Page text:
Branches are an essential part of the tree, and their structure, along with the trunk, provides the first artistic line. Without branches being of equal form and stature you cannot have a good bonsai. Branches need to follow the artistic principles of design as well as the trunk. You should aim to create length, width, and depth. Do this by alternating the horizontal and vertical direction at the forks of the branches.
Branches should follow the same artistic principles and alternate the point at which they grow into new twigs.
You need proportion, harmony and balance to make a complete bonsai
Each segment of growth becomes thinner as we move from the base of the primary branch to the tips of the twigs.
When a branch is viewed from above it should have a symmetrical balanced shape where possible.
The visual mass of the branch should be balanced.
Overly long or thick secondary branches near the tips should be trimmed.
The amount of ramification will determine the density of foliage. Sometimes less is more. Foliage density should be balanced between each branch and the tree as a whole.
Harmony is the balance between consistency and contrast, but consistency is the prime factor; stick to a similar style throughout the tree, branches should also follow a similar style.
Proportion produces the harmony of a complete tree.
The Way Forward
Identify the main branch structure – what does that mean and how do we do that?
The classic bonsai is a traditional broom style, with little or no faults, a tapering trunk and exquisite fine branching (ramification) . Only on a broom style will these characteristics be shown quite so precisely but in almost all other styles we are creating, should follow the same basic principles of branch structure. How we create this, is what you are going to learn.
We are aiming to achieve a set of branches that are angled slightly downwards at the base of the tapering trunk, but angling upwards as you reach the apex of the tree. Each branch will be individually creating a similar structure. The girth of individual branches will diminish in proportion to the thickness trunk.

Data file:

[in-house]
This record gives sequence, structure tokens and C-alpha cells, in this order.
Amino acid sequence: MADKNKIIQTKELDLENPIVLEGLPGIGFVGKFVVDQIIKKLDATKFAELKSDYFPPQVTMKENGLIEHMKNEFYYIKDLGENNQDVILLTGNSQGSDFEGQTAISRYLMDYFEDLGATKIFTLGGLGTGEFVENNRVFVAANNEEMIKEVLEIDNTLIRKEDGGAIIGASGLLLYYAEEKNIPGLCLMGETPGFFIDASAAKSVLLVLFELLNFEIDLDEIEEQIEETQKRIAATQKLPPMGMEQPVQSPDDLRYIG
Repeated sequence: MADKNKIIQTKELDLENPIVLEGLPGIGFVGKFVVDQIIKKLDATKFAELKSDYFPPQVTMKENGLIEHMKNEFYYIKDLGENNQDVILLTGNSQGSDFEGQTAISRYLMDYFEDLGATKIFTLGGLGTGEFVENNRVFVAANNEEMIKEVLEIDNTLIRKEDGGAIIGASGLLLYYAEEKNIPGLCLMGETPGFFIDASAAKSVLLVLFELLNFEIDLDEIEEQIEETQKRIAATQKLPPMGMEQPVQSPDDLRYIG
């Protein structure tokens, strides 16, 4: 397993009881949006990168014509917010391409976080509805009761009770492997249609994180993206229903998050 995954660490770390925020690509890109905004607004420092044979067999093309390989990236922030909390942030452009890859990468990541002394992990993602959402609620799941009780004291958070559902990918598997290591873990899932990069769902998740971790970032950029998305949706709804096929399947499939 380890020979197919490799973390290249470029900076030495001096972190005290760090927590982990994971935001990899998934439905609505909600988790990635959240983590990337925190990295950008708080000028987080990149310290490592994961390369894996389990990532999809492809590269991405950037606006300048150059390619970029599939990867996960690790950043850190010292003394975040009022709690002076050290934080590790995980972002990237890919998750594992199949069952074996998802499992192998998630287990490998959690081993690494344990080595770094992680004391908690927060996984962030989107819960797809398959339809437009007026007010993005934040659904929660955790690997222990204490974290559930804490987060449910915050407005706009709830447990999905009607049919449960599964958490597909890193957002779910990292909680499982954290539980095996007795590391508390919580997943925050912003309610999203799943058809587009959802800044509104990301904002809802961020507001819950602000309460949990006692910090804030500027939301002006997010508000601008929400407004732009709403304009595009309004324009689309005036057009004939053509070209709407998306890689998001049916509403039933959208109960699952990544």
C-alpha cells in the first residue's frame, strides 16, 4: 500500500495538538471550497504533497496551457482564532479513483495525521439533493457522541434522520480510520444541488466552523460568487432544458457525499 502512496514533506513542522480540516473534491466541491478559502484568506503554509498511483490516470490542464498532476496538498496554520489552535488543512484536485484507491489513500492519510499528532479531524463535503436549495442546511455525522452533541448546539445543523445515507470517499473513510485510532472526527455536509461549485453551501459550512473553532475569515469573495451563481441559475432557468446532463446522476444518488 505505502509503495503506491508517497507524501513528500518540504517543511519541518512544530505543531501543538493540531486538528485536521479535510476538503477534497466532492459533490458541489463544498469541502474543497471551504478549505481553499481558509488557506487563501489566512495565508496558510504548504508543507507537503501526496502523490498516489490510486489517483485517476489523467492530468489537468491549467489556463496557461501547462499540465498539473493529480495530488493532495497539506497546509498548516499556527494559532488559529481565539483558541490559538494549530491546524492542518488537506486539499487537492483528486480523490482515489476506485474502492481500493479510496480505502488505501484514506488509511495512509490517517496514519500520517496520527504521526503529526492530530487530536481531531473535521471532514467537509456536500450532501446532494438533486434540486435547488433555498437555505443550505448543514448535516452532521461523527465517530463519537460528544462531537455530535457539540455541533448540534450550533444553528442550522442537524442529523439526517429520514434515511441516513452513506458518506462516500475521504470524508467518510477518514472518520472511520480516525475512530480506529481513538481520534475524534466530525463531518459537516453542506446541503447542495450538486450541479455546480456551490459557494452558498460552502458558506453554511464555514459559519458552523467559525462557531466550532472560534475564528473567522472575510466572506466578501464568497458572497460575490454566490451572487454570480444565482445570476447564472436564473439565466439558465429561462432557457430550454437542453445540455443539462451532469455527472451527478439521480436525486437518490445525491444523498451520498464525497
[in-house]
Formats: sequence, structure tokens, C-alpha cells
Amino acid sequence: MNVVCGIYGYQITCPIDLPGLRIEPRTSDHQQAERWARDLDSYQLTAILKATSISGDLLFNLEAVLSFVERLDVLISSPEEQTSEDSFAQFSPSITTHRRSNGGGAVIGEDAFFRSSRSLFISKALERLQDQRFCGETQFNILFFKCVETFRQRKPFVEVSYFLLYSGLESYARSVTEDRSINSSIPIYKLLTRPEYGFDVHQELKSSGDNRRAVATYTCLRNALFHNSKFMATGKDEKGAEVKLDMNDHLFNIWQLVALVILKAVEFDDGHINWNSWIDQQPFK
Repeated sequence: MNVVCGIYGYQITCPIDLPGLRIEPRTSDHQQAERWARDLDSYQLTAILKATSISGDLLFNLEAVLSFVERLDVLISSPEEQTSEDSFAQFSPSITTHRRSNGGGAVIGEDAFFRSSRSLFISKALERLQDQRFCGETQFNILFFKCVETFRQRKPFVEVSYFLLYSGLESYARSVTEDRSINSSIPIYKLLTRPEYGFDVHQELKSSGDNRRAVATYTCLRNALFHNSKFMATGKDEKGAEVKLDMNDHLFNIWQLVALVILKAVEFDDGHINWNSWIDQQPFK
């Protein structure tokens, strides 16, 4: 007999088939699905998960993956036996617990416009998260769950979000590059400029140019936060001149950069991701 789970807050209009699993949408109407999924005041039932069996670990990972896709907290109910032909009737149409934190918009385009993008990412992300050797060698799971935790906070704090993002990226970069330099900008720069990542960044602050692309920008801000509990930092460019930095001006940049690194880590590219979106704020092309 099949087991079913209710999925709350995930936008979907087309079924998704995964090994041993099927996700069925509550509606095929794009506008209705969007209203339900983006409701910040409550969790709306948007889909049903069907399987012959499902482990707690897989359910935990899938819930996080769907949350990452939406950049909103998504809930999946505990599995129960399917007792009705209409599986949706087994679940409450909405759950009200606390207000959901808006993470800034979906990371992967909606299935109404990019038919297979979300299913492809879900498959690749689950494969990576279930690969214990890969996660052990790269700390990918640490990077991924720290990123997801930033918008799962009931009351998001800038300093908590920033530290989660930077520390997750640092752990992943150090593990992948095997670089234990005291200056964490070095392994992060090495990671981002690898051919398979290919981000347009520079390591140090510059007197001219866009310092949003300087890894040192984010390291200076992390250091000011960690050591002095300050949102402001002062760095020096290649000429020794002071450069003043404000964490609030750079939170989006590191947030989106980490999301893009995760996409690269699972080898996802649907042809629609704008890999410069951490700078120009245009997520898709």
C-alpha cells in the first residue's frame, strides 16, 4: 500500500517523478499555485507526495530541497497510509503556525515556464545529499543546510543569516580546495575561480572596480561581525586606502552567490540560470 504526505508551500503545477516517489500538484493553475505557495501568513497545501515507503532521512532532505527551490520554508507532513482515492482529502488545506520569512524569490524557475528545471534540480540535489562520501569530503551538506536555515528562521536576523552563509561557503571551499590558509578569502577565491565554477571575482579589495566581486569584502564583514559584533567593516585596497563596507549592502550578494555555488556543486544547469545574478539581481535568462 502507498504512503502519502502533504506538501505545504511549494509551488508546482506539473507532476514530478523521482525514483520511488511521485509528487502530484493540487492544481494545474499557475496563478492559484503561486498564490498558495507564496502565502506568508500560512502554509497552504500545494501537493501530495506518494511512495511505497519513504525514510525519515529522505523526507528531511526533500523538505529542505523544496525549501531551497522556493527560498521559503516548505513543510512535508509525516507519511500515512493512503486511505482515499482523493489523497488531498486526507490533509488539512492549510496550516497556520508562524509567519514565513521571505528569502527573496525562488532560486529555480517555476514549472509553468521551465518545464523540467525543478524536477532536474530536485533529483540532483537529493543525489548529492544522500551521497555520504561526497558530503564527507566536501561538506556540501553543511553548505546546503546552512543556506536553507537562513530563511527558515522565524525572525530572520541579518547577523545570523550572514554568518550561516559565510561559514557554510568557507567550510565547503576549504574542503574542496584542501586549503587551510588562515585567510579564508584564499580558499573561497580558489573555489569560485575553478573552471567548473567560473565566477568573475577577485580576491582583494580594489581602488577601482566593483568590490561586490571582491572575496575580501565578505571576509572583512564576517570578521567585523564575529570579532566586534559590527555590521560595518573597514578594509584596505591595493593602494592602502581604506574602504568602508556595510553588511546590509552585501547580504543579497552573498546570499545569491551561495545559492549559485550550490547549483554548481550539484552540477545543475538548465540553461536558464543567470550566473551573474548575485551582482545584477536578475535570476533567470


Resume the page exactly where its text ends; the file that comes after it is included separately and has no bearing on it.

Pruning to Shape
To create the basic shape often involves pruning large branches.
Deciding on which branches should stay and which ones should be removed can be difficult, not only because it is an irreversible action but also because it is part of deciding how the tree will look. Take some time, observe your tree deciding which branches do not fit the desired design and must be removed. You should understand when developing new trunk-lines that:
Using these 6 basic principles, you can control which parts of a tree grow and eventually become thicker and which parts remain as they are.
Developing a branch structure and new leader on a bonsai using these principles can sometimes be something of a puzzle. But, if you focus on which parts of the tree (the leader or the branches or a particular branch) require the most growth and which areas of the tree require the least, it is easily solved!
Maintenance pruning is required to maintain a trees' shape. Prune branches/shoots that have outgrown the intended canopy-size/shape using twig shears or a normal cutter. Do not be afraid to prune your bonsai; it is important, especially in the outer and top areas, to prune regularly in order to promote distribution of growth more evenly and develop denser foliage.
Structuring a Tree
At the start of the first year of training your trunk will produce new buds all over the place, seemingly indescriminately. These buds will then begin to open into new shoots as temperatures warm in the spring.
A bare trunk stripped of all shoots and branches in the autumn will produce considerably more buds from the trunk the following spring. Any existing branches that are left after autumn pruning will reduce the number of buds that appear on the trunk itself.
Allow them a season to develop.
The first step is to decide which new shoots to keep for development into new branches and trunk leaders, and which to remove. The sooner that unwanted shoots are removed, the more ‘energy’ the tree is able to divert into growth and development of the shoots that are wanted.